Friday, March 15, 2013

The Non-Violent Revolution through Symbology to Subvert Microaggressions

The Non-Violent Revolution through Symbology to Subvert Microaggressions

        The neo-revolution is happening subversively, in the streets, on the Internet, in resource centers. “The Revolution will not be televised.” said Gill Scott-Heron, the godfather of Hip-Hop, knew where the revolution would be coming from. He didn’t foresee the internet and its ability to be a reflection in the mirror of the minds and the soul of the individual as they pour out on social networks and media syndications. My research methodology was once the card catalogs and the library; now it is tumblr and both result creditably. It is the social media where the revolution is happening. The face of tumblr, facebook and other social networks is being adopted by the outcasts to assert their place in society. This is empowering Others to do the same. This is the idea behind the visibility project. By reflecting on the cultural oppressiveness of beauty standards and to reclaim the use of imagery to redefine the cultural norm of beauty, I hope to help create a safer space with less racism.
        I chose  to volunteer at the Resource Center because I wanted to further explore the volunteer work I had already been engaging in there. The conflict I chose was racism and recreating the image of the Center to reflect the new staff’s anti-racist ideology. My project was to volunteer to do research, print, and cover the walls of the Center with imagery of queer people of color, a visual symbol of the center's new ideology. The idea for this project came from my new understanding of how symbolism and imagery affect our beauty standards and how visual representations of yourself in spaces help people feel more welcome in a space. The other hope is that it will increase conversations. The visual aides which includes words that explain language and other ally tools have also helped increase dialog around language and safer space. This paper is on why I choose this methodology as well as the impact of these images as well as the general change in the Center over the year.
        One of the first things I pushed for was a safer space policy. So we have a policy, that as a staff person, we must interrupt any oppressive language. We also, as staff, are dedicated to Non-Violent Communications as well as positive affirmations. The group we call the DeskCore (the main volunteers) has also picked up on this. Growing exponentially after I started working with the volunteer coordinator to allow for those volunteers to have more responsibility and also more one on one mentor-ship around anti-oppression. This has created a good foundation for this more sleeper effect propaganda.
        Frst I will talk about the visibility campaign and the redefining beauty project. I will also be defining some new concepts that I have created in response to microagressions and relating those back to both the visibility campaign and the mentorship campaign. And tie these concepts into Galtung's theories on Cultural Violence and Nair's theories on emotions and conflict.
        Here at the end of my research I re-found the term microagressions. Terminology that although I had seen before but hadn't been able to connect in the same way. Microagressions are harder to define because they are erasured at the base level. Psychology Today states: “While people of color may feel insulted, they are often uncertain why, and perpetrators are unaware that anything has happened and are not aware they have been offensive. For people of color, they are caught in a Catch-22. If they question the perpetrator... denials are likely to follow.” (Wing Sue 2010)
        Derald Wing Sue explains microaggressions as the daily common experiences of aggression of subtle bigotry which remain invisible and are significantly more harmful than overt bigotry. He goes on to explain that microaggressions create anger, frustration, and poor self-esteem. Wikipedia's article on microaggression states:
“These are subtle, stunning, often automatic, and non-verbal exchanges which are ‘put-downs’ of blacks by offenders”.... People have expressed several ways in which they feel harmed when they receive racial microaggressions. For example, people may feel demeaned by implied messages such as, 'You do not belong,' 'You are abnormal,' 'You are intellectually inferior,; 'You cannot be trusted,' and 'You are all the same.' Recipients of these messages have also reported feeling other negative consequences, including powerlessness, invisibility, pressure to comply, loss of integrity, and pressure to represent one’s group.” (Wing Sue 2010)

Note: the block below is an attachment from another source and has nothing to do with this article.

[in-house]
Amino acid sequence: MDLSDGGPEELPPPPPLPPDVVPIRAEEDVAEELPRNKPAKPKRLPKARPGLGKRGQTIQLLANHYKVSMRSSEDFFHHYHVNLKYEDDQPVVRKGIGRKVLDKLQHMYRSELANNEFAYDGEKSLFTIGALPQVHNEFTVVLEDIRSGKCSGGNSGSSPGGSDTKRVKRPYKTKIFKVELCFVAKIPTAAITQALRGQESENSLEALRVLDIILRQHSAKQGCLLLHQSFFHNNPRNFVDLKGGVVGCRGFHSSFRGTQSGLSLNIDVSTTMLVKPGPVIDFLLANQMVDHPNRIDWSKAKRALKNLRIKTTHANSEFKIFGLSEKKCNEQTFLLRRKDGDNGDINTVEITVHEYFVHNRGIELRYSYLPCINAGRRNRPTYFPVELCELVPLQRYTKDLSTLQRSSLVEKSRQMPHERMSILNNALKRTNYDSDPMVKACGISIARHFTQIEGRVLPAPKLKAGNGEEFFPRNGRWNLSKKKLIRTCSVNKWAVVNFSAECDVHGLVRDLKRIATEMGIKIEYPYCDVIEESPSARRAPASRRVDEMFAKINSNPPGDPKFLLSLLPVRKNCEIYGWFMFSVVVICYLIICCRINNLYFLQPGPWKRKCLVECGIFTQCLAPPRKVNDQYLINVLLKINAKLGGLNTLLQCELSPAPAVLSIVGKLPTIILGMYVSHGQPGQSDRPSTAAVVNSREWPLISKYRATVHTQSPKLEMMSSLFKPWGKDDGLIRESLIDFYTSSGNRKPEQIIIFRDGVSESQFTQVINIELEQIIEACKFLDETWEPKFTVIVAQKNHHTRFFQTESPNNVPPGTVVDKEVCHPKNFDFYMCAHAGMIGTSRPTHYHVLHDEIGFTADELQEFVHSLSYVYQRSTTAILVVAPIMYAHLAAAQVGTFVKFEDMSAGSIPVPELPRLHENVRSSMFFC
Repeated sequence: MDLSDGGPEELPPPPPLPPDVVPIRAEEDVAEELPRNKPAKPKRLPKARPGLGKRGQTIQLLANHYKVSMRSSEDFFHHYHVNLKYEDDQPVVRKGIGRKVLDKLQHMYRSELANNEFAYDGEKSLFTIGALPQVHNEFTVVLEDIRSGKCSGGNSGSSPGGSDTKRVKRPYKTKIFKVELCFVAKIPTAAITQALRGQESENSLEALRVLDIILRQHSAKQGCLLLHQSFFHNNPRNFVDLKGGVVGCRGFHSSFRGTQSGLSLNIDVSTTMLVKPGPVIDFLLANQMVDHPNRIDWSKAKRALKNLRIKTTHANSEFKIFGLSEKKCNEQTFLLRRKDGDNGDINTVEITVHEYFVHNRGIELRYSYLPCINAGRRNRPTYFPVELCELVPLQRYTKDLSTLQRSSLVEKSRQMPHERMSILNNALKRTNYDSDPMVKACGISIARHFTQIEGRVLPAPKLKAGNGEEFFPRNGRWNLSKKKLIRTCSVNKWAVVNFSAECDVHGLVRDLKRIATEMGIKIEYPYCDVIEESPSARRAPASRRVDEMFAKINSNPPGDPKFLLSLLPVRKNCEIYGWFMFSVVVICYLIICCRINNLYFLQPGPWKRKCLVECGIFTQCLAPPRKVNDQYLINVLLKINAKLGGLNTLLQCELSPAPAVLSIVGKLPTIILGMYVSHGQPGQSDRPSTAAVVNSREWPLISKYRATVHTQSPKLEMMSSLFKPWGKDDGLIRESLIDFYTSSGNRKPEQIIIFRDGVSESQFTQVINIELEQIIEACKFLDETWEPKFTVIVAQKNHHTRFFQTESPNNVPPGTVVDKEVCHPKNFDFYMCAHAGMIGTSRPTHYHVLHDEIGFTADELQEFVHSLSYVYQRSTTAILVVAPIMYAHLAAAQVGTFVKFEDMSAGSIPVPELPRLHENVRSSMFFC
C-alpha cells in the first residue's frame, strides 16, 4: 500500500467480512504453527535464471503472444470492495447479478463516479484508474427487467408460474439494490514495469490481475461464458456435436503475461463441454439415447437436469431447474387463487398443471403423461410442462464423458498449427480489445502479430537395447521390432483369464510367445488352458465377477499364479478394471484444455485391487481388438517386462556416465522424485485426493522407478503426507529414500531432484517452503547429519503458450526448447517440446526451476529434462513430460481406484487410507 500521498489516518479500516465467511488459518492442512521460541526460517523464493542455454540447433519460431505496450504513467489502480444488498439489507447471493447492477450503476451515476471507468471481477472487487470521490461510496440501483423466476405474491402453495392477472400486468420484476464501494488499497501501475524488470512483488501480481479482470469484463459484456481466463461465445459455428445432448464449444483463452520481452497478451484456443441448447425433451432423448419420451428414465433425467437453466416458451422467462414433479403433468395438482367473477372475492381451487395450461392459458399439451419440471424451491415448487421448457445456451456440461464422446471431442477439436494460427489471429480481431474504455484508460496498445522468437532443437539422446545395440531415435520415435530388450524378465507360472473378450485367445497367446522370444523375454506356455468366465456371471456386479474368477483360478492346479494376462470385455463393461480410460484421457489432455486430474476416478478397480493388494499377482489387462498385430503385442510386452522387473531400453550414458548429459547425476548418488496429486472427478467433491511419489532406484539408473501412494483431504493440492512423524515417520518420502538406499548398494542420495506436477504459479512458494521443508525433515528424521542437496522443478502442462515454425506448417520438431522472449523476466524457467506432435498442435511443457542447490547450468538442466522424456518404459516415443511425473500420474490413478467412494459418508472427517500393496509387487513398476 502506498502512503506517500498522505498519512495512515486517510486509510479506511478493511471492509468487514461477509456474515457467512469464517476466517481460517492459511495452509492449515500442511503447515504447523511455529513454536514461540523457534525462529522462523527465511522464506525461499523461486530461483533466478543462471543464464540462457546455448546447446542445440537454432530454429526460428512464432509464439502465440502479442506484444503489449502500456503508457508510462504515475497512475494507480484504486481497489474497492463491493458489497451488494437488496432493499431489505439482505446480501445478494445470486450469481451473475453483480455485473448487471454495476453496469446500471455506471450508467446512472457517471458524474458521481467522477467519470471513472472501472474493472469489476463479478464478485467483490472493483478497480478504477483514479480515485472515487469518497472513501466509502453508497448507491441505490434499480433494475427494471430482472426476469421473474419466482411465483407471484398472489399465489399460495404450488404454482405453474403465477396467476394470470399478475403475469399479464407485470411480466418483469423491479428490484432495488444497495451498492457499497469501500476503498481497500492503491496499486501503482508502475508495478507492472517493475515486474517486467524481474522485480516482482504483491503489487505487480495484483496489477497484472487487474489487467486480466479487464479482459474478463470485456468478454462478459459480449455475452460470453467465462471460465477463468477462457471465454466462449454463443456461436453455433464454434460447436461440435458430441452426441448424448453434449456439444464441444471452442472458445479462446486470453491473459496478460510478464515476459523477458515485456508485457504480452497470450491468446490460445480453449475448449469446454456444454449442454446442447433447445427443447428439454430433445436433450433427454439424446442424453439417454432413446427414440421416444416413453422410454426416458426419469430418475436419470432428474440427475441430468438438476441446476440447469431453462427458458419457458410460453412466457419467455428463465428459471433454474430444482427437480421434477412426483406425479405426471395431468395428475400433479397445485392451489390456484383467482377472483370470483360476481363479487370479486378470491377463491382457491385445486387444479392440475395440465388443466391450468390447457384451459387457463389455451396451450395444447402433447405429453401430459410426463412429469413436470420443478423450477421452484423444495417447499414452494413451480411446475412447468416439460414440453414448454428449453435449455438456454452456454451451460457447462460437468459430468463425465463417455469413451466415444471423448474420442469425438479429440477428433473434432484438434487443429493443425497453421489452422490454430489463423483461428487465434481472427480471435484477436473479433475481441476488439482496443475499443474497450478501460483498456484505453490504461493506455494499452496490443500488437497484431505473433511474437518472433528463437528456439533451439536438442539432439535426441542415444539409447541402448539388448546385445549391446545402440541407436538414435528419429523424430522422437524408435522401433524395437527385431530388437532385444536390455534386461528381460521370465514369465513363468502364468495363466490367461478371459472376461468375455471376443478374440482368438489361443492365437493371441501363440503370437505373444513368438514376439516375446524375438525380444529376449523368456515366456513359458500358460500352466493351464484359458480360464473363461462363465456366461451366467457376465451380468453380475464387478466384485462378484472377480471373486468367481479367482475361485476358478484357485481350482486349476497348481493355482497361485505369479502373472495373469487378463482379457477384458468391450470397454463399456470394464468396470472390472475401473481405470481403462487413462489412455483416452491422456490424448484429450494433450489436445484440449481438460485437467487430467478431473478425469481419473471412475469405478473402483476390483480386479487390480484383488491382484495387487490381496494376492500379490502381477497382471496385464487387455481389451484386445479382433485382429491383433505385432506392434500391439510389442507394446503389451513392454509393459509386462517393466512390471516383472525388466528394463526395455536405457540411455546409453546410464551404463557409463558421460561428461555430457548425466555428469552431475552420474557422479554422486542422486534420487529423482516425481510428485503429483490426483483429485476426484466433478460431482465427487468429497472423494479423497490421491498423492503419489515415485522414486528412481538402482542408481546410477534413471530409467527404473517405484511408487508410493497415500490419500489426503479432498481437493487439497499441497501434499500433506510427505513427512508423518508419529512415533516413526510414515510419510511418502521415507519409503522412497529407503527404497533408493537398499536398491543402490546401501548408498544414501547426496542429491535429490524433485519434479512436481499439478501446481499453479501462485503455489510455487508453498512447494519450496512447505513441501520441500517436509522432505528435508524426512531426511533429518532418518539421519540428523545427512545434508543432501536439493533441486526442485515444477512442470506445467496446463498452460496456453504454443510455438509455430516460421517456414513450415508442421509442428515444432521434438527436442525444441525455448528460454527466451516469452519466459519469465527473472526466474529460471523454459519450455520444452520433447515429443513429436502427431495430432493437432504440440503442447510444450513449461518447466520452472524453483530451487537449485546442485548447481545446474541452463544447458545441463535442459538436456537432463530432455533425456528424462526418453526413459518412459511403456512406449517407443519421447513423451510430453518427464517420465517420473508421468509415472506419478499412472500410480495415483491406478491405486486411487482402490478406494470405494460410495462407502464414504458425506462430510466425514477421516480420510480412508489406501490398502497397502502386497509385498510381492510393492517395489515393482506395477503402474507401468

Basically microagressions are the acts which cause erasure. It can be seen in subtle snubs or dismissive looks, gestures, and tones. “Microinequities is used to describe the pattern of being overlooked, underrespected, and devalued because of one’s race or gender. “ (Wing Sue 2010)
        Psychology Today defines microassaults as “conscious and intentional discriminatory actions: using racial epithets, displaying White supremacist symbols - swastikas, or preventing one's son or daughter from dating outside of their race.” (Wing Sue 2010) In response I have coined 'microdefense' as conscious and intentional use of symbology to promote egalitarianism. Displaying identity based symbology that represents empowerment. Consciously be open to dating outside your race or moreover to be actively looking for friendships/relationships that are outside of your race. This being what most of this project is focused on.
        Psychology Today goes on to define microinsults as “verbal, nonverbal, and environmental communications that subtly convey rudeness and insensitivity that demean a person's racial heritage or identity. An example is an employee who asks a co-worker of color how he/she got his/her job, implying he/she may have landed it through an affirmative action or quota system.” (Wing Sue 2010) And I coined: 'microcompliments' as verbal, nonverbal and environmental communications that subtly convey acceptance as well as normalize and affirm identity. Instead you could affirm how excited you are to be working with a new co-worker as you know they must be an excellent choice for the job.
                    Lastly Psychology Today defines microinvalidations as “communications that subtly exclude negate or nullify the thoughts, feelings or experiential reality of a person of color. For instance, White people often ask Latinos where they were born, conveying the message that they are perpetual foreigners in their own land.” And my final term is 'microvalidations' which I define as communication that subtly validates, encourages, empowers the thoughts, feelings or experiential reality of a person of color. For example, you could ask a Latino to tell you their story and if they are from Latin America or the states that would have a huge impact on their identity and part of their story.